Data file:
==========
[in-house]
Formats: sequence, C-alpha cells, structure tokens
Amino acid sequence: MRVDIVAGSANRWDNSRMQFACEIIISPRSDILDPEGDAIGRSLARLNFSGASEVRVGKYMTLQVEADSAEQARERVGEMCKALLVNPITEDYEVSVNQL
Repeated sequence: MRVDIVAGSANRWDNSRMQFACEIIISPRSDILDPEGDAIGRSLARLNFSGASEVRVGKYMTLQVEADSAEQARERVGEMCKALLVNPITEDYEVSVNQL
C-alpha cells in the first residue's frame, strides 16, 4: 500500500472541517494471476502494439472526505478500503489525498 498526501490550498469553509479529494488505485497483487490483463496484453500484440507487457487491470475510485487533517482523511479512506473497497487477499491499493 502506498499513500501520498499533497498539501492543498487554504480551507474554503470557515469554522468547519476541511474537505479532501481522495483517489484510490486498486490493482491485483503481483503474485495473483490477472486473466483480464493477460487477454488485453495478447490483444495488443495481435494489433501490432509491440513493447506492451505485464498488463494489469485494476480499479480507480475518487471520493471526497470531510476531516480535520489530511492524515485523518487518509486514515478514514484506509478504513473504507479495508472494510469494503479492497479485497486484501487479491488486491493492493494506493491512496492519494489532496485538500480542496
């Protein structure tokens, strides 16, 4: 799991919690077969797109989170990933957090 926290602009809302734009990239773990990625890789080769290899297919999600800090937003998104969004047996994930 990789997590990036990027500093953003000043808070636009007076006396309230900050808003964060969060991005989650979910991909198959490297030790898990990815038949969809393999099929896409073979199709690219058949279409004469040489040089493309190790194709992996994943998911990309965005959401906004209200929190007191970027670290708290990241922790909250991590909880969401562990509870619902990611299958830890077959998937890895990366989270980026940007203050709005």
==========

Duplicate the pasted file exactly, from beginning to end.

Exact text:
[in-house]
Formats: sequence, C-alpha cells, structure tokens
Amino acid sequence: MRVDIVAGSANRWDNSRMQFACEIIISPRSDILDPEGDAIGRSLARLNFSGASEVRVGKYMTLQVEADSAEQARERVGEMCKALLVNPITEDYEVSVNQL
Repeated sequence: MRVDIVAGSANRWDNSRMQFACEIIISPRSDILDPEGDAIGRSLARLNFSGASEVRVGKYMTLQVEADSAEQARERVGEMCKALLVNPITEDYEVSVNQL
C-alpha cells in the first residue's frame, strides 16, 4: 500500500472541517494471476502494439472526505478500503489525498 498526501490550498469553509479529494488505485497483487490483463496484453500484440507487457487491470475510485487533517482523511479512506473497497487477499491499493 502506498499513500501520498499533497498539501492543498487554504480551507474554503470557515469554522468547519476541511474537505479532501481522495483517489484510490486498486490493482491485483503481483503474485495473483490477472486473466483480464493477460487477454488485453495478447490483444495488443495481435494489433501490432509491440513493447506492451505485464498488463494489469485494476480499479480507480475518487471520493471526497470531510476531516480535520489530511492524515485523518487518509486514515478514514484506509478504513473504507479495508472494510469494503479492497479485497486484501487479491488486491493492493494506493491512496492519494489532496485538500480542496
């Protein structure tokens, strides 16, 4: 799991919690077969797109989170990933957090 926290602009809302734009990239773990990625890789080769290899297919999600800090937003998104969004047996994930 990789997590990036990027500093953003000043808070636009007076006396309230900050808003964060969060991005989650979910991909198959490297030790898990990815038949969809393999099929896409073979199709690219058949279409004469040489040089493309190790194709992996994943998911990309965005959401906004209200929190007191970027670290708290990241922790909250991590909880969401562990509870619902990611299958830890077959998937890895990366989270980026940007203050709005």